We are happy to recognize later that this part of the introduction returns in a different form and takes on a meaning. When the thread of wool is ready, an animated ram takes us through the process of felt-making, kicking the chalk and the scissors to the table, where Judit Pócs will soon use them to cut out the felt animal figures ?who” are to become the passengers of the arc. Because, as I earlier said, she made carpets. She makes the layers of card wool, sprinkles them with warm soapy water, rolls them, then mills and tempers the felt. She is not alone: to temper the oversized carpet, she needs two or three men. ?We compress the material by trampling”: it looks as if they were dancing to the brilliant traditional music of Zoltán Krulik and Makám that gives the musical accompaniment of the whole film. Tempering is a tough physical work, yet as it is done by Judit Pócs (and her partners), it looks easy, almost as if choreographed. The end result is beautiful: the sea, the arc and the animals in a charming and decorative unity, a lá naďve art. The epochal starting point of the genesis of felt-making becomes the end point right in front of us. We can also see the closing image of the initial animated film here on the carpet: such refined internal rhymes appear throughout the film. The felt animals she cut out start walking up and down on Judit Pócs’s working table, while she is working: the creator and her creatures.

Following the carpet, a wonderful scarf, a hat and an animated statue are prepared of felt in Judit Pócs’s one-man workshop, all radiating an original perspective. Of course, the fabric of the scarf is pure wool, this will be turned into felt with the silk, by shrinking and making it slightly leader-like. She needs to be careful, however: ?I heat up the water and increase power gradually, because if I work with too much intensity in the beginning, the wool would turn into felt on its own, and would ?cast off” the silk.” We feel the greatness of expertise here. Moreover, we somehow also sense that we always understand (almost) everything. Just as it is expected from a good educational film. And Szelíd szálakon is one of them indeed, although in a bit different way, as I have been trying to explain for a while.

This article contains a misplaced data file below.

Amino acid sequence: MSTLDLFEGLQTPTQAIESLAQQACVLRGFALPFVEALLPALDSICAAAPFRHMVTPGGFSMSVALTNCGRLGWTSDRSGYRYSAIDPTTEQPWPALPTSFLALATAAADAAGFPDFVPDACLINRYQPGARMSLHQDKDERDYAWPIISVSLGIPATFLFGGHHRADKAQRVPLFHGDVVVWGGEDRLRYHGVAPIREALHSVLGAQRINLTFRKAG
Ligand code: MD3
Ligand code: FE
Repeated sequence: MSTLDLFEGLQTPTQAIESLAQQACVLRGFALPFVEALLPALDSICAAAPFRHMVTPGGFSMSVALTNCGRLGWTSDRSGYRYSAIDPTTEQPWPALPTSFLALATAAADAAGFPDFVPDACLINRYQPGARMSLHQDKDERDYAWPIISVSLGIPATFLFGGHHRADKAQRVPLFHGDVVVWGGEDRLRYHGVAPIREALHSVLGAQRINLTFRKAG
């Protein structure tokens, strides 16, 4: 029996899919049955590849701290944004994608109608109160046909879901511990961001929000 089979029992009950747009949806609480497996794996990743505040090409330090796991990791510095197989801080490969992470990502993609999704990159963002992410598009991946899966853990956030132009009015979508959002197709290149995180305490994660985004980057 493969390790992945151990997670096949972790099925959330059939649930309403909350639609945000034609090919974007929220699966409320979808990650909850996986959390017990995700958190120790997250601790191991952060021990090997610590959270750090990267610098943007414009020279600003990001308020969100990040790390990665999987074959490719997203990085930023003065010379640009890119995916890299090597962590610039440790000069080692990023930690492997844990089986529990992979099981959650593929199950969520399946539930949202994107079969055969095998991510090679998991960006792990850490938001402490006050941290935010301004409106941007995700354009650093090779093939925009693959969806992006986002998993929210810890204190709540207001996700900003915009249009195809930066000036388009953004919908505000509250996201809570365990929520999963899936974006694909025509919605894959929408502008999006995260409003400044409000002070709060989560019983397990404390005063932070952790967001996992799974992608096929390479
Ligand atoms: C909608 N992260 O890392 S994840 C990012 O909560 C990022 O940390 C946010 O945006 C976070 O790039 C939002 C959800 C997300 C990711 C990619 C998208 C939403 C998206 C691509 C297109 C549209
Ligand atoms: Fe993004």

By the time we reach the lizard as an ?animal statue”, we are absolutely familiar with the working phases, and we can finally concentrate on the aesthetics of the trade. By now we are so fascinated with the film that we look at this simple activity as poetry. Judit Pócs pulls the template out of the almost completed lizard through its mouth. We suddenly recall the mouthbrooder fish and that the excess leaves through the mouth. It is something that cannot really be interpreted, just like poetry. To a certain extent, we are in an animated film: the completed lizard will move, even climb on the wall.

The cragged road of felt-making is presented to us by Judit Pócs, as it turned out earlier. Seeing her attractive objects, and hearing her words that describe her craft in a precise and objective way, and especially by looking at her skillful, soft, but definite movements, we get the portrait of a grippingly beautiful female figure: the image of the ?working woman”. Art is work and work is art – we can hardly see it through such a hidden, yet obvious description. You need care, meticulosity and effort for work and art (even writing) – all these are the ingredients of lighthearted playfulness, the glinting of imagination. What a good film speaks about and how it does it is usually the same. Judit Pócs has a vivid imagination in art, and István Rittgasser is just as talented in presenting and filming it. (Apart from what we have mentioned above, we see an amateur film-imitation, a unique way of using the slate that is usually omitted from completed films, high speed recording, figure multiplication, etc.)

What else could we call an art film, if not this one? Judit Pócs is the ?main character”, the script-writer, one of the narrators and the co-director of this film. She portrays and is being portrayed at the same time. But let us not forget about her co-director, the fine artist and film-maker István Rittgasser, who is her equal partner as the photographer and editor of the film.

In their joint creation, we find the answer to our question: apart from felt-making, what other important things can they show us from the world? Well, all these. The praise of sensible human work. The adjective ?human” was not put into the title as to distinguish it from animal work (actually, there is such a thing: spiders, ants and beavers could speak about it), but I wanted to emphasize the humane standpoint that is represented by the creators.

Szelíd szálakon – which is partly an educational, partly an animated fine art film, a portrait, but also a playful (almost) philosophical essay about work, about art, and about man as a sensible, creative and active human being – won the award of Filmkultúra at this year’s Animated Film Festival in Kecskemét.

translated by Andrea Danyi